Yogurt: a great booster for the daily diet

Yogurt: a great booster for the daily diet

The hero of our story today is yogurt. What makes it so healthy? Why is it worth adding to our daily diet? Ronit Giladi, Strauss Dairies’ dietitian, shares the latest, fascinating research featured in Tufts Nutrition Magazine, published by the leading school for nutrition research in the US, on the health benefits of yogurt.

It is considered one of the most highly researched foods in the medical literature, and each year new scientific studies are published, that continue to shed light on its many benefits and its contribution to health. Following the previous research we published, here too the findings are unequivocal.

An article that appeared in Tufts Nutrition Magazine, which is published by the Gerald J. and Dorothy R. Friedman School of Nutrition Science and Policy and the Jean Mayer USDA Human Nutrition Research Center on Aging (HNRCA) at Tufts University, asserts that there is a positive correlation between yogurt and numerous health benefits, from improved blood pressure and triglyceride levels to weight management.

The secret lies in the acidity  

Professor Paul Jacques supports the explanation by biologist Benjamin Wolfe, and clarifies that yogurt is a good source of essential, available nutrients, including high-quality protein, calcium, magnesium, zinc and Vitamins B2 and B12.

According to Professor Jacques, yogurt is 20%-100% more nutrient rich than milk. Yogurt’s acidity improves the absorption of calcium, zinc and magnesium by the body by altering the degree of their ionization, and the bacteria it contains (Lactobacillus bulgaricus and Streptococcus thermophilus) promote the absorption of lactose, and therefore, even in cases of lactose intolerance, many people can enjoy yogurt without fear.     

Professor Simin Meydani, director of HNRCA at Tufts, sums up and says that if more Americans ate yogurt, it is more than likely that more people would meet the US Department of Health’s current nutritional guidelines.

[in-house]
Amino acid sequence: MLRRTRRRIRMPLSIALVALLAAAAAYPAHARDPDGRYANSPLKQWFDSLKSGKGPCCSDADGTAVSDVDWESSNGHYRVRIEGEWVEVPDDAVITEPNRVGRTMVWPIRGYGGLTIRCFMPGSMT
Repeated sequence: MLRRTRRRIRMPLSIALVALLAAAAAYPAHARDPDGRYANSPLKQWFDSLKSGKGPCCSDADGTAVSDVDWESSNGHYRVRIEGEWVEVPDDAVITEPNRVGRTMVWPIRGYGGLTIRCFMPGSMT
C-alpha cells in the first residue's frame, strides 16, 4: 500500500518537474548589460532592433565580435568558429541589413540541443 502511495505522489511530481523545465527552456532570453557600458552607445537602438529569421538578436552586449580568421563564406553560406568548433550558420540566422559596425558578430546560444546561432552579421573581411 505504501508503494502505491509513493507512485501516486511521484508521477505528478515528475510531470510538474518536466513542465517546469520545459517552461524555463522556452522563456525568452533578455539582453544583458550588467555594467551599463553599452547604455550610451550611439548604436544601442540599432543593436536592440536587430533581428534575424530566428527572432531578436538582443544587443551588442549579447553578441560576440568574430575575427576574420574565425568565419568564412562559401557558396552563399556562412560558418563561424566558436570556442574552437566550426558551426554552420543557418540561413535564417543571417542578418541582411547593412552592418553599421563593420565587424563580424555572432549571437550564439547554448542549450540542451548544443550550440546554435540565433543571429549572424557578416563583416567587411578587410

yogurt is rich in a wealth of nutrients such as proteins, vitamins and minerals, while it is low in calories and fat



According to Professor Meydani, the research showed that people who ate yogurt gained significantly less weight than those who refrained from eating it – a statement that is not necessarily true when it comes to cheese and milk.  

The effect of yogurt and its bacteria on the intestinal flora (microbiome) has been the subject of many studies.

And, as Professor Meydani explains, the results increasingly show that the effect of these bacteria extend far beyond intestinal function and include the intestinal immune system, as well as other health areas.   According to the USDA dietary guidelines (2005), consumption of nutrient dense foods in all food groups is recommended.

In indices measuring nutritional value such as NRF (Nutrition Rich Food) yogurt received a high score (even higher than cheese) and was defined a healthy food that contributes to the body's supply of numerous essential nutrients.      

This means that yogurt is rich in a wealth of nutrients such as proteins, vitamins and minerals, while it is low in calories and fat. Moreover, the ingredients and probiotic bacteria in yogurt work together to create an effect that leads to an aggregate deliverable that has a value that is greater than the sum of its parts, from both the nutritional and health aspects.  

Source: Ragovin H. Tufts Nutrition, 2015, vol. 1; 6: 14-17